Leader of Pedagogy
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Leader of Pedagogy
A collection of scoops aimed at understanding and improving teaching pedagogies in education.
Curated by Ness Crouch
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Rescooped by Ness Crouch from Teaching history with ICT
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QR Codes in the Classroom

QR Codes in the Classroom | Leader of Pedagogy | Scoop.it
Quick response (QR) codes are easy to create and have many uses in the classroom. With the posting of a QR code, you can lead students to information by just using their computer's or mobile device's...

Via Catherine Smyth
Ness Crouch's insight:

There are many affordances for QR codes in history. Pose an historical inquiry question and get students to gather clues (evidence) using primary sources embedded with a QR code at a museum, local community, school etc. Or, get primary students to create their own QR codes for artefacts. This could engage students in historical inquiry and the analysis and use of primary and secondary sources.

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Catherine Smyth's curator insight, May 7, 2015 10:46 PM

There are many affordances for QR codes in history. Pose an historical inquiry question and get students to gather clues (evidence) using primary sources embedded with a QR code at a museum, local community, school etc. Or, get primary students to create their own QR codes for artefacts. This could engage students in historical inquiry and the analysis and use of primary and secondary sources.

Rescooped by Ness Crouch from Teaching history with ICT
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Hovis - Go On Lad (2008, UK)

Considered to be one of the best British adverts ever made, and uploaded in HD, unlike the other uploads. Created by Rattling Stick with post production by T...

Via Catherine Smyth
Ness Crouch's insight:

This ad is a historical narrative which captures change and continuity, significance, cause and effect very nicely.

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Christine Gray's curator insight, July 28, 2013 10:49 PM

So many possibilities -create timelines with dipity.com

Catherine Smyth's curator insight, September 12, 2014 1:59 AM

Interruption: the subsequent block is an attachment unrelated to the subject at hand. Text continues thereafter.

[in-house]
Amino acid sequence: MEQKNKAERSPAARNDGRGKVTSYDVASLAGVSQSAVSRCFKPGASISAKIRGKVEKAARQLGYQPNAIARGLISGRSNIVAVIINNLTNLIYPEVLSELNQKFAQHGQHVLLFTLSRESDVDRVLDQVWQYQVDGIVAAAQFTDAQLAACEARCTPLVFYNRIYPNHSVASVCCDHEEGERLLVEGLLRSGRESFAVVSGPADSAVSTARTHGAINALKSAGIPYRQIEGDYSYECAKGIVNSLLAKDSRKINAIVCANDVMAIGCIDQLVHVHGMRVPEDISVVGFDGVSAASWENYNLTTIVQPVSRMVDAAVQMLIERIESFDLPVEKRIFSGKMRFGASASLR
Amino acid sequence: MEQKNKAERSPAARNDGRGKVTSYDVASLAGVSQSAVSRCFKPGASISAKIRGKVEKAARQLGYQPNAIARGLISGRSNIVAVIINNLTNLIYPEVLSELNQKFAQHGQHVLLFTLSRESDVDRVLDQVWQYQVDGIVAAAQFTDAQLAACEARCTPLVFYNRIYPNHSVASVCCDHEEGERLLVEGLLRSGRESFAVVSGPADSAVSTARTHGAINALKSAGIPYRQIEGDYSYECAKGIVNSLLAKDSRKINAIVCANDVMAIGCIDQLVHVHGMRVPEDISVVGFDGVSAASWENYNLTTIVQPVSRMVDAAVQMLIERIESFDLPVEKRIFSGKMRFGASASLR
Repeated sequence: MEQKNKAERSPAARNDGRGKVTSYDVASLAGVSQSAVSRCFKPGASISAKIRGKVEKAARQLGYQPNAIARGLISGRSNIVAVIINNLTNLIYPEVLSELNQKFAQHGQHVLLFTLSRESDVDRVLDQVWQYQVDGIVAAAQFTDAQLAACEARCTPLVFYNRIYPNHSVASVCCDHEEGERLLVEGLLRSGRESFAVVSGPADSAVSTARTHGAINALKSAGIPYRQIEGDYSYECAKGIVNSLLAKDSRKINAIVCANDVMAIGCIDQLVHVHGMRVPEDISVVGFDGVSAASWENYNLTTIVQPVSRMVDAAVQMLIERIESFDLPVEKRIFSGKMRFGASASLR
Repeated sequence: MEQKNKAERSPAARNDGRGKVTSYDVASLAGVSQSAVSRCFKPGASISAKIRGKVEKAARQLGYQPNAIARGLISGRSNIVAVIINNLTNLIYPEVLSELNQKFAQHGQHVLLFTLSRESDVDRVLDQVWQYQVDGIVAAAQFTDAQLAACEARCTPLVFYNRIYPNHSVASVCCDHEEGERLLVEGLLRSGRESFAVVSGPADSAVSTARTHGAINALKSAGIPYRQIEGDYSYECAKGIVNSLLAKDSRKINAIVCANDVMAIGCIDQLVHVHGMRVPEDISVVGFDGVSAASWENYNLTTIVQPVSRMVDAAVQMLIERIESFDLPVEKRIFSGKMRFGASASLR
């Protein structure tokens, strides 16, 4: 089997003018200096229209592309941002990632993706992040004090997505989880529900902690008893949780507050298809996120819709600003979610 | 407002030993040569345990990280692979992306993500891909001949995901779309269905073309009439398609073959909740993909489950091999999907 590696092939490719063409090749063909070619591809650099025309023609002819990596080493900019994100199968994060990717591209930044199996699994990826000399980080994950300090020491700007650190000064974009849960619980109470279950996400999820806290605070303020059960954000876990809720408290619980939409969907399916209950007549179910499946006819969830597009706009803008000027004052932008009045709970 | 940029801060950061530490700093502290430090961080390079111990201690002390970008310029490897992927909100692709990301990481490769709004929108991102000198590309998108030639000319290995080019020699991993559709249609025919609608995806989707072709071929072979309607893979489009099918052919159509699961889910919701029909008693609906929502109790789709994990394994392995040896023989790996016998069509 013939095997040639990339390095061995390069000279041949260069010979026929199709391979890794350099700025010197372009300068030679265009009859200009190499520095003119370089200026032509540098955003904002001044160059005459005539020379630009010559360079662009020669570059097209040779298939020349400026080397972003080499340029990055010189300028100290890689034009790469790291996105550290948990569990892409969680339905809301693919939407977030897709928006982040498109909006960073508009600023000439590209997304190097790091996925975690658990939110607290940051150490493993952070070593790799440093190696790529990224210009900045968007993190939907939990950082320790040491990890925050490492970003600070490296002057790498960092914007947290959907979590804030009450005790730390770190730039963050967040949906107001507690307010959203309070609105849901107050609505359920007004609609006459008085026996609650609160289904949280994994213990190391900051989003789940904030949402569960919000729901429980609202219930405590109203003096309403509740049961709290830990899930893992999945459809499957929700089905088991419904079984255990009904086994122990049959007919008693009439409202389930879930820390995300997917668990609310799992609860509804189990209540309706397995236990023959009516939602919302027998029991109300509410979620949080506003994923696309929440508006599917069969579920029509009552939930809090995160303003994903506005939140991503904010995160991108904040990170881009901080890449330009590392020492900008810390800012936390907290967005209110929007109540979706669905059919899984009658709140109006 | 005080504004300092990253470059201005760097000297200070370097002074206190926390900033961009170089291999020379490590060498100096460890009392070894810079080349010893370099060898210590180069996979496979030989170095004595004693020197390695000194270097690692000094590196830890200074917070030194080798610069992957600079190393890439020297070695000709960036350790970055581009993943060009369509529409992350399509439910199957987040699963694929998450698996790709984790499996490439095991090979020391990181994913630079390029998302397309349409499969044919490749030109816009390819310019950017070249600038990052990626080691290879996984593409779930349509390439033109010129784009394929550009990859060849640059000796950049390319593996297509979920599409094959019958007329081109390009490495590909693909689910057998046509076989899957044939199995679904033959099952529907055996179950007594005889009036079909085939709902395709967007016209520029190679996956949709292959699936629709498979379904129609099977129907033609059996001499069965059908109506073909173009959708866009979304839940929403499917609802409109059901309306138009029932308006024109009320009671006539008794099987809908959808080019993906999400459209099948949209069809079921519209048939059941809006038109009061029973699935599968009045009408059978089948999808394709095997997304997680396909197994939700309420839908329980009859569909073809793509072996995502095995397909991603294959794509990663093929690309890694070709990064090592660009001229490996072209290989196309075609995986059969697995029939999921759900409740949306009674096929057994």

This ad is a historical narrative which captures change and continuity, significance, cause and effect very nicely.

Rescooped by Ness Crouch from Teaching history with ICT
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Dipity - Find, Create, and Embed Interactive Timelines

Dipity - Find, Create, and Embed Interactive Timelines | Leader of Pedagogy | Scoop.it
Create an interactive, visually engaging timeline in minutes. Use dynamic visualization tools to display photos, videos, news and blogs in chronological order.

Via Catherine Smyth
Ness Crouch's insight:

Timelines are a way to organise historical information. However, dates alone do not allow students to vlsualise the time being referred to. Dipity is a useful tool to help students associate their visual images of history with the corresponding dates. Timelines should be comparative to help students see what life was life for a range of people at a given time.

Understanding historical time includes two important aspects: 1) chronology which is being able to order moments in time; and 2) being able to match moments in time to specific dates. Research suggests children find it easier to sequence historical pictures than assign dates or names to historical periods (Barton, 1994,2002; Barton and Levstik, 1996).

As children get older, they become better at ordering historical pictures on the basis of clues in technology, fashion and social roles. Primary children know what dates sound like and usually know what the current year is, but they find it difficult to associate periods in history with specific years.